Every Texan’s access to affordable, reliable electricity is threatened by a proposal under serious consideration by the Public Utility Commission in Austin.
It’s easy to get lost in technical terms like “forward capacity markets” and “market-based regulation,” but what’s at stake is something we can all understand: It’s imperative that our electricity bills remain affordable.
In today’s Texas electricity marketplace, generators are paid for energy they actually sell to users. This is known as an “energy-only market,” a successful model that continues to attract new power generation to meet the state’s power needs.
A few special interests continue to press for an ill-conceived switch to a forward capacity market, which would force all Texans to pay power generators billions of dollars more for just being there, regardless of their performance or the actual demand for the power they generate.
In fact, heavily regulated capacity markets in the Northeast have cost consumers billions more for power without any guarantee that new generation facilities would be constructed.
It’s no wonder manufacturers large and small, environmental groups, retailers and cities oppose the PUC moving to a capacity market.
The idea that a capacity market is the only way to address power reliability concerns is off-base and fueled by generators who would benefit from subsidies. If the PUC insists on tweaking the successful energy-only market in Texas, far better alternatives exist.
For example, so-called “Supplemental Reserve Service” can deliver certainty in our state’s power reserves while ensuring the benefits of competition and choice aren’t compromised.
Supplemental Reserve Service is like an insurance policy that provides for additional power in the market that is purchased only when an actual shortfall is predicted.
SRS energy would be deployed to the power grid only in place of rolling outages and would avoid displacing any competitive generation in the market.
With SRS in place, the Electric Reliability Council of Texas (ERCOT), which oversees the state’s largest power grid, would determine the amount of additional power that needs to be purchased — say, during the summer — and would provide payments only to those generators who provide the additional power.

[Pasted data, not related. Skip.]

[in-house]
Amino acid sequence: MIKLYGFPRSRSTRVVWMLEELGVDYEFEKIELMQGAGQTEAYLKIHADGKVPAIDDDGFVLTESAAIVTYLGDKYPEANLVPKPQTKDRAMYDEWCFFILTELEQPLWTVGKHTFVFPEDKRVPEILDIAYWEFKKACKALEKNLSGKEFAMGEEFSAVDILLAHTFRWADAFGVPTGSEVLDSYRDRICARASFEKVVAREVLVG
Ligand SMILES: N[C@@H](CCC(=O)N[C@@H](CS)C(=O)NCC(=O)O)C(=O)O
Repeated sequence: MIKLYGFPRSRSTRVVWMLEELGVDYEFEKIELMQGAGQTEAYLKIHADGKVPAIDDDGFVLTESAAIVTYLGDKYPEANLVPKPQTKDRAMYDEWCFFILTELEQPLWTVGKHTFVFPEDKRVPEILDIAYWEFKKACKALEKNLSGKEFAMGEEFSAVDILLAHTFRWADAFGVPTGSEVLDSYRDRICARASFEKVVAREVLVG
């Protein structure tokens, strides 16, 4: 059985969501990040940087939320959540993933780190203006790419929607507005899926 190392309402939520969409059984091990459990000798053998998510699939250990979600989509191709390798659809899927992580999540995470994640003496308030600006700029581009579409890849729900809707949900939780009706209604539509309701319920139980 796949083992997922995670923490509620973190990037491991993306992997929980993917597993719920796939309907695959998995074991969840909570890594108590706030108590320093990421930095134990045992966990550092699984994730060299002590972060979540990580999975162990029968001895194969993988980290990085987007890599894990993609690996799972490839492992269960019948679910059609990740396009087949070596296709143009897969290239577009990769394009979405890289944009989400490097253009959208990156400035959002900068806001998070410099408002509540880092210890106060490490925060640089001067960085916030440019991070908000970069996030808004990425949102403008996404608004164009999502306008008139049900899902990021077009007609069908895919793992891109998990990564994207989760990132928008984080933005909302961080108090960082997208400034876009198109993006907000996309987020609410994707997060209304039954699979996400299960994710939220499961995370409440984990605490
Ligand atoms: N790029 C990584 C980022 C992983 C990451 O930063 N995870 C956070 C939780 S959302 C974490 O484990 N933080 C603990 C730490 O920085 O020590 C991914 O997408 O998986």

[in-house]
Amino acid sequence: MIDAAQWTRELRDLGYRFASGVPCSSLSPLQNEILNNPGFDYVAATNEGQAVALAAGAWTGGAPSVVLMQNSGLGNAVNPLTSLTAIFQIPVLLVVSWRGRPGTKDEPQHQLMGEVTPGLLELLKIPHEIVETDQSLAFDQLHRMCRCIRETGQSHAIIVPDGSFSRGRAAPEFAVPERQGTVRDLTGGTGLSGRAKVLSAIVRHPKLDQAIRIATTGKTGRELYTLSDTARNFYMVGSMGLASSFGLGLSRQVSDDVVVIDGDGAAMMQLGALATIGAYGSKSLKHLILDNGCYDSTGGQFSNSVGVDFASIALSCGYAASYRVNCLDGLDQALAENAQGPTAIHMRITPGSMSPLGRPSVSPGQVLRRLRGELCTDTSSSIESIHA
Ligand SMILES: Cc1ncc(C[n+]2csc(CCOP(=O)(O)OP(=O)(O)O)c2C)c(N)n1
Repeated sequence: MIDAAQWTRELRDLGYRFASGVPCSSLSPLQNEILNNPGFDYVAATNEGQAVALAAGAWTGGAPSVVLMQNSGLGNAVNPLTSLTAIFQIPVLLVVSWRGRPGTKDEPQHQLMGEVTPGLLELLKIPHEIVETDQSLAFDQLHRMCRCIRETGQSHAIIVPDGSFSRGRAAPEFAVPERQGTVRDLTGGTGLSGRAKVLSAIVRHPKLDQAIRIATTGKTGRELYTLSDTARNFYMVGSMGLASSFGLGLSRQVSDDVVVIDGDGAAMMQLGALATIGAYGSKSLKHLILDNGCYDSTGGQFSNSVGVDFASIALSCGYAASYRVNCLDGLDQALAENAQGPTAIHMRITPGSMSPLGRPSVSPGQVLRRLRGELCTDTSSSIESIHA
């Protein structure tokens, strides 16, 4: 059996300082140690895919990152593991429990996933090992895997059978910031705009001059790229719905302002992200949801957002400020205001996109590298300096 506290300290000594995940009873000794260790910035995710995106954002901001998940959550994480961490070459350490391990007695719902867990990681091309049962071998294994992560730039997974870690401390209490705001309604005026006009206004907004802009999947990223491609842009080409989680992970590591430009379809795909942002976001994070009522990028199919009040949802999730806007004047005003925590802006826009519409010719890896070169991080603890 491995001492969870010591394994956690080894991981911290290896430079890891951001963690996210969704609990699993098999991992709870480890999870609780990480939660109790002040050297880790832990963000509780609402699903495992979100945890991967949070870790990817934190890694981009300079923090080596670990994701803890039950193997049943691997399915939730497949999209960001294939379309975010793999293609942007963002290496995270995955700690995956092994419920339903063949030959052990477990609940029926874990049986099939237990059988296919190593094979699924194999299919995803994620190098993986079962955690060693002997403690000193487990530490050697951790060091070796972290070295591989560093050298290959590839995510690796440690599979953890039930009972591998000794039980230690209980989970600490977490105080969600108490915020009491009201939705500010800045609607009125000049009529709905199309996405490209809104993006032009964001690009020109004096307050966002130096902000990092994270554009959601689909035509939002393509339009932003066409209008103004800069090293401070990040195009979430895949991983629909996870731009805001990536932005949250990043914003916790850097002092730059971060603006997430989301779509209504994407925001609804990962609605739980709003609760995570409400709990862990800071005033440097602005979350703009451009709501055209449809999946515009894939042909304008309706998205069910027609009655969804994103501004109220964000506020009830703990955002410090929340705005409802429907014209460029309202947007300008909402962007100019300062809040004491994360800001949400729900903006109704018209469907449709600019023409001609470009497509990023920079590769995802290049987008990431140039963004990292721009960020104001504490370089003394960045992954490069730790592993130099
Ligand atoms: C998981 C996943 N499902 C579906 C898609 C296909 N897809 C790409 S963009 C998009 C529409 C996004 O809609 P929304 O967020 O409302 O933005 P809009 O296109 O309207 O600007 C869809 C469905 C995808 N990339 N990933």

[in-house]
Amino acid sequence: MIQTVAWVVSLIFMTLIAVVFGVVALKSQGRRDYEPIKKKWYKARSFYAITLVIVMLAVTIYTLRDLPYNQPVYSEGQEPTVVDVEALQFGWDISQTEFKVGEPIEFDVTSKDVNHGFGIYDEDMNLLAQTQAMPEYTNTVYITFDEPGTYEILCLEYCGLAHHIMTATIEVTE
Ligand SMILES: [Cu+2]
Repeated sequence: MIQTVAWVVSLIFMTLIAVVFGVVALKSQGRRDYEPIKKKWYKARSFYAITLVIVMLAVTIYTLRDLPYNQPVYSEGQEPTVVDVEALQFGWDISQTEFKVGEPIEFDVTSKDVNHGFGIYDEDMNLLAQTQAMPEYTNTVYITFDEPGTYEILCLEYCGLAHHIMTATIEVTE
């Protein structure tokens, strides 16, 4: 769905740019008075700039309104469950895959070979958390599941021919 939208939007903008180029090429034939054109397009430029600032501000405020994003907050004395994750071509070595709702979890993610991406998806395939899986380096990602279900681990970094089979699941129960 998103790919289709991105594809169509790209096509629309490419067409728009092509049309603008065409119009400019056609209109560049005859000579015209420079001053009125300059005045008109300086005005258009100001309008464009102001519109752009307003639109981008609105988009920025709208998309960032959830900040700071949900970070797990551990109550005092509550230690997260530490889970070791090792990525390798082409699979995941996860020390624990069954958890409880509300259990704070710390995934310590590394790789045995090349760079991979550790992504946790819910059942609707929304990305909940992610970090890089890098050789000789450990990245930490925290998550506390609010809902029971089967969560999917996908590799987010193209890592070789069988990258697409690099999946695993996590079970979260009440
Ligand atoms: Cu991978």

Generators providing power as part of the SRS would be subject to operational, credit and reliability requirements to ensure they can dependably provide the power reflected in ERCOT’s predictions.
Conversely, a capacity market assumes worst-case, hypothetical scenarios and all existing power generators receive the same subsidy payment, regardless of whether their power is ever needed or used.
SRS preserves the features of the energy market that are working. It’s market-based and allows generators to bid to provide additional power in anticipation of an energy shortfall.
Most important, SRS provides better assurance that a certain level of power reserves will be available at much lower costs than a mandated forward capacity market — 10 and 20 times lower.
Recent analyses show that SRS would cost approximately $2.2 billion over 20 years, while a mandated capacity market would cost customers between $25 billion and $46 billion over the same period.
That discrepancy is staggering. With sound alternatives available, it’s hard to imagine why the PUC would even consider a mandated capacity market.
At a recent hearing of the Senate Natural Resources Committee, lawmakers pressed PUC commissioners to look squarely at the consequences of a capacity market and wisely asked them to tap the brakes on this costly approach.
There’s clearly a better path forward for our electricity market that doesn’t cripple the economy or abandon competition, but still keeps plenty of power on the grid.